Who’s it for?
Liturgy scholars, scholars of the Rule of Benedict, monastic liturgists considering new arrangements of their psalms, or tenacious monastics seeking to understand details of their tradition better.
Why is this book useful?
While incredibly dry and tedious in some places, it provides a fantastic exploration of how St. Benedict used his sources, especially The Rule of the Master and the works of Cassian.
What intrigued me the most?
The section on the 6th century monastic shift from the use of individual cells to dormitories was fascinating, as it traces how the desert tradition of somewhat individual ascetics shifted toward a more communitarian arrangement.
What will most inspire you?
Seeing many examples of how St. Benedict shifts his emphasis compared with that of his sources will give you a better sense of the great founder’s personality and intentions.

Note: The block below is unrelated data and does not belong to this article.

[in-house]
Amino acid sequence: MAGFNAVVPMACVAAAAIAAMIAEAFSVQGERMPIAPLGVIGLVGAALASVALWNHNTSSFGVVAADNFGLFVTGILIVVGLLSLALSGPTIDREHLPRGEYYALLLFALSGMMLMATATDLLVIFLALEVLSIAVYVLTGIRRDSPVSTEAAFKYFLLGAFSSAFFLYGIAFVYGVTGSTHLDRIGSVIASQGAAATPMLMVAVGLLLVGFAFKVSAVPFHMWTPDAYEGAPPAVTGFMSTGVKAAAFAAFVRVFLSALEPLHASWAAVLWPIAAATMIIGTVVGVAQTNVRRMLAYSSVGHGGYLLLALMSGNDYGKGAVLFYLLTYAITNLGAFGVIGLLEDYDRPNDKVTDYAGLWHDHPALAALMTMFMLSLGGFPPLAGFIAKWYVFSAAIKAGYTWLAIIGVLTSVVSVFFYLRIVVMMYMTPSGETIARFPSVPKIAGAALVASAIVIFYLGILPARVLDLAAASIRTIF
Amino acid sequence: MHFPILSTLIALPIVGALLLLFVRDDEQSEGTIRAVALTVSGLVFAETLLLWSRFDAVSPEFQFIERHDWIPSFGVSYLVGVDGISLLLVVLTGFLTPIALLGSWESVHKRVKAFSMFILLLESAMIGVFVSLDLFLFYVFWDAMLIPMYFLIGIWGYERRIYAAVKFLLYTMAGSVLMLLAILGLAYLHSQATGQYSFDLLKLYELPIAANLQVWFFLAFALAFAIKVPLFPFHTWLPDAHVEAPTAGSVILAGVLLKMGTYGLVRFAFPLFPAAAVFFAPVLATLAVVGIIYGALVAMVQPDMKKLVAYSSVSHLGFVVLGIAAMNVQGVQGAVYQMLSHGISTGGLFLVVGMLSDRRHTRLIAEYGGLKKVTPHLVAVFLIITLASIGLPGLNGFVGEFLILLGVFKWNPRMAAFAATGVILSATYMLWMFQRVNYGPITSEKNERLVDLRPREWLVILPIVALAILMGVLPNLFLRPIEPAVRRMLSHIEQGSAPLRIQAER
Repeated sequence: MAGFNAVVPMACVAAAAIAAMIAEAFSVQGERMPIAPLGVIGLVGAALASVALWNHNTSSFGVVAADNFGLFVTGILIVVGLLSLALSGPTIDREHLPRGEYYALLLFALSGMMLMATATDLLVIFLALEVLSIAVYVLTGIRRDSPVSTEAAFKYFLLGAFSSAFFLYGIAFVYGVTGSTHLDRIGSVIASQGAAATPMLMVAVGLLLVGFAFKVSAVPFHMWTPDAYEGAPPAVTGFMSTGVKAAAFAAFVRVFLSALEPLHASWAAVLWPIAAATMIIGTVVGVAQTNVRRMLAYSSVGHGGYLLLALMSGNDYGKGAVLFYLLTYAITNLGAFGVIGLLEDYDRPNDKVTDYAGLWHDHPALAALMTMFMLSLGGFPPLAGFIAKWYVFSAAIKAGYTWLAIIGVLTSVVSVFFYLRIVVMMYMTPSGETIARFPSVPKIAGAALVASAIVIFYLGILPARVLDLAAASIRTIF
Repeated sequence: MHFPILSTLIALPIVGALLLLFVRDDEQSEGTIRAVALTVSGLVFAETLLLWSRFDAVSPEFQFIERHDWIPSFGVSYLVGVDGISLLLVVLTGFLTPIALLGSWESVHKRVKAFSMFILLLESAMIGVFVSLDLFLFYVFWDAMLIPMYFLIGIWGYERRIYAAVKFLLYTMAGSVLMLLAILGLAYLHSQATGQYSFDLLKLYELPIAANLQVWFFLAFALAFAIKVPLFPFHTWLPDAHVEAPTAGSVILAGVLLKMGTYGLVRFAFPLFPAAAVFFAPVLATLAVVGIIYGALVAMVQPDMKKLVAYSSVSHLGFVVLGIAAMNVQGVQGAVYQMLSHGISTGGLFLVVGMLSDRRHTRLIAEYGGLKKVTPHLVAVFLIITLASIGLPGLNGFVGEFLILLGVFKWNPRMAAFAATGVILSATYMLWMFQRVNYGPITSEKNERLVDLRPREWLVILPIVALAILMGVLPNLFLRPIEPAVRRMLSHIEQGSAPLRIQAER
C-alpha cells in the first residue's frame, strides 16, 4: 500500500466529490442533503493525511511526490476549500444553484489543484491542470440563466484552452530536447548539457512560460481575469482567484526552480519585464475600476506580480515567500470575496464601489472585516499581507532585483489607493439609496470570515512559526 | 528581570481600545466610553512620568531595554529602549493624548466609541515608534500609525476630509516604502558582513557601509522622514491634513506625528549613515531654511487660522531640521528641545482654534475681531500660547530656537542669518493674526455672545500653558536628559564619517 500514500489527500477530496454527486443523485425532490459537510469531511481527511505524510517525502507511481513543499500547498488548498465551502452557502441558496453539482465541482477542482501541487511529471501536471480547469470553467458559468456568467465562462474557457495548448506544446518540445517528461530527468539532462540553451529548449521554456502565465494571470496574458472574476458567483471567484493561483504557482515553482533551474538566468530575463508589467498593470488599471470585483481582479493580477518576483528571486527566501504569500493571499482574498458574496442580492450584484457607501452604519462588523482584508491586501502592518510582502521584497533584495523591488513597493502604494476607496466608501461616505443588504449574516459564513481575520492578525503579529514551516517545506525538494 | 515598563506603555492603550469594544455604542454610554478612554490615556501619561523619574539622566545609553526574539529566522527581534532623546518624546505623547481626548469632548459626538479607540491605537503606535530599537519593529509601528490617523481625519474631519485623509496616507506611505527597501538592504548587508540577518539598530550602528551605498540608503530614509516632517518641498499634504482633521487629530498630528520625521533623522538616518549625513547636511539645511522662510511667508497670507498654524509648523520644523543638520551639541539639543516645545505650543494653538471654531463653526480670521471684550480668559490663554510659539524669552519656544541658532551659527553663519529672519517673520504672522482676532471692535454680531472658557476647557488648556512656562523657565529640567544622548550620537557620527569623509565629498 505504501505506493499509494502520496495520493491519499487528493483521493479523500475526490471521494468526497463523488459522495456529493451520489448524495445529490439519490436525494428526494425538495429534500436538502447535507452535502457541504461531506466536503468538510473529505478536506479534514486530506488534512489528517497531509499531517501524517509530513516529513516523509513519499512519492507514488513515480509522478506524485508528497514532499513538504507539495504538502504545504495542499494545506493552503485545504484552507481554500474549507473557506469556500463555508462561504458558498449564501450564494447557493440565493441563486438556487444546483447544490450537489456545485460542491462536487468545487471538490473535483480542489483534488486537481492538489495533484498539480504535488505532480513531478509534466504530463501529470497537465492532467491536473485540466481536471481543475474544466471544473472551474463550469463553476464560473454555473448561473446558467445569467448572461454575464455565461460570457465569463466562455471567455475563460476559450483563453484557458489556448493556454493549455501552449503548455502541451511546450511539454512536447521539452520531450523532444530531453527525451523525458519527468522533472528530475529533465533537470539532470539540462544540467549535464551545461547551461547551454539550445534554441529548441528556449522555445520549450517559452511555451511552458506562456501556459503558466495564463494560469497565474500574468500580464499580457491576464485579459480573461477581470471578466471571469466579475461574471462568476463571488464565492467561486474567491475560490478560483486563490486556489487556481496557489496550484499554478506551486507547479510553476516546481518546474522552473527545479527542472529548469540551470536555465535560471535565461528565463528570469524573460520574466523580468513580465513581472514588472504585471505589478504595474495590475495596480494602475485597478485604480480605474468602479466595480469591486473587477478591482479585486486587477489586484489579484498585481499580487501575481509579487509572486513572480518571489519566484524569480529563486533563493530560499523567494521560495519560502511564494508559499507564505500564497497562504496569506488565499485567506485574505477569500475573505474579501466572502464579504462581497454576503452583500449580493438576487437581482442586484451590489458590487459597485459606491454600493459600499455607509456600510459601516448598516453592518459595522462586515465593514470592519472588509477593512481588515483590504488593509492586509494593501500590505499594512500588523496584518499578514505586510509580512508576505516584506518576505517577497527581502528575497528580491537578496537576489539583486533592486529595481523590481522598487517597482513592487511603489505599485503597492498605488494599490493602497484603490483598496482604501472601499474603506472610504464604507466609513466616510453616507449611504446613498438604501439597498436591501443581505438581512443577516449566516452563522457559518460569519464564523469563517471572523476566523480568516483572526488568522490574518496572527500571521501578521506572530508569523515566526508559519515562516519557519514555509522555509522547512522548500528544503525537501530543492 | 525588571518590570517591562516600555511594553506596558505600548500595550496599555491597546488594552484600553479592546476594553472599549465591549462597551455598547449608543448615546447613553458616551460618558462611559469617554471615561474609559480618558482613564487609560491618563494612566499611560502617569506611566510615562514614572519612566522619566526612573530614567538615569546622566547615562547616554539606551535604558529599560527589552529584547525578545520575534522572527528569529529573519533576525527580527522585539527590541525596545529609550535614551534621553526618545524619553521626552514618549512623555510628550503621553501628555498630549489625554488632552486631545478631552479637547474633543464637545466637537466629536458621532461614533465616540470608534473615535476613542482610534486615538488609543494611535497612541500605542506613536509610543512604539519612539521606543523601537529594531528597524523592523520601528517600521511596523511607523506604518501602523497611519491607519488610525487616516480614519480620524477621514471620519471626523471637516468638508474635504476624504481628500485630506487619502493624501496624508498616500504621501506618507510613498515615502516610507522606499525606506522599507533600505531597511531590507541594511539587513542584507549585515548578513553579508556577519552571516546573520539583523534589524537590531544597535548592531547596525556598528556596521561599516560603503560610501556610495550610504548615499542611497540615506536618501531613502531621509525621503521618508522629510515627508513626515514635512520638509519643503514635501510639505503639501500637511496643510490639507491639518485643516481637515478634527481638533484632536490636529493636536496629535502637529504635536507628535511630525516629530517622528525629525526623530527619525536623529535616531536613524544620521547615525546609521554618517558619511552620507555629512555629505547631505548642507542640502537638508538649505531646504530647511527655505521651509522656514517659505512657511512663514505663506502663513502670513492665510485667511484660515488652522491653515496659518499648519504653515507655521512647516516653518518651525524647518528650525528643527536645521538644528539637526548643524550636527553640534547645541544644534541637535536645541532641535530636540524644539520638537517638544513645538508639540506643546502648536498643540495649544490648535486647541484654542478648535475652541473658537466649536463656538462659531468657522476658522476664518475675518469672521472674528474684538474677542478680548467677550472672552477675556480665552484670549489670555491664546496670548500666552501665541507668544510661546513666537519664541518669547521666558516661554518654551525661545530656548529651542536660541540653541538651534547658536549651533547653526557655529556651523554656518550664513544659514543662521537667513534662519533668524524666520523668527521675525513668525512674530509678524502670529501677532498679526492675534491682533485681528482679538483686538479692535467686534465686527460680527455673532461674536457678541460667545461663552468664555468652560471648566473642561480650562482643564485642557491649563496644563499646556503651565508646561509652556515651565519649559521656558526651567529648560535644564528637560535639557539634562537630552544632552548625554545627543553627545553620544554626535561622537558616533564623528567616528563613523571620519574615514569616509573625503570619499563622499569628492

At this late date, if any English speakers still are wondering whether The Rule of Benedict or The Rule of the Master came first, de Vogüé gives plenty of analysis, section for section, showing why it makes sense to believe that St. Benedict drew from the Master. If the book’s emphasis on this feels somewhat like overkill in 2019, it is important to remember that de Vogüé’s original French text was written in 1972, when the argument was more fresh. Laying out the evidence in a clear fashion, de Vogüé then is able to point out how St. Benedict used his sources creatively in the crafting of his own Rule. Sr. Colleen Maura McGrane’s accessible translation makes this great work available to English speakers.
A Critical Study of the Rule of Benedict, Volume 3: Liturgy, Sleeping Arrangements, and the Penal Code (RB 8-20, 22-30, 42-46), by Adalbert de Vogüé, translated by Colleen Maura McGrane, OSB (New City Press, 2019). First published in France as La Règle de Saint Benoît: Commentaire Historique et Critique (Parties IV-VI). No. 185 dans la collection Sources Chrétiennes Paris: Les Éditions Du Cerf, 1972. 354 pages.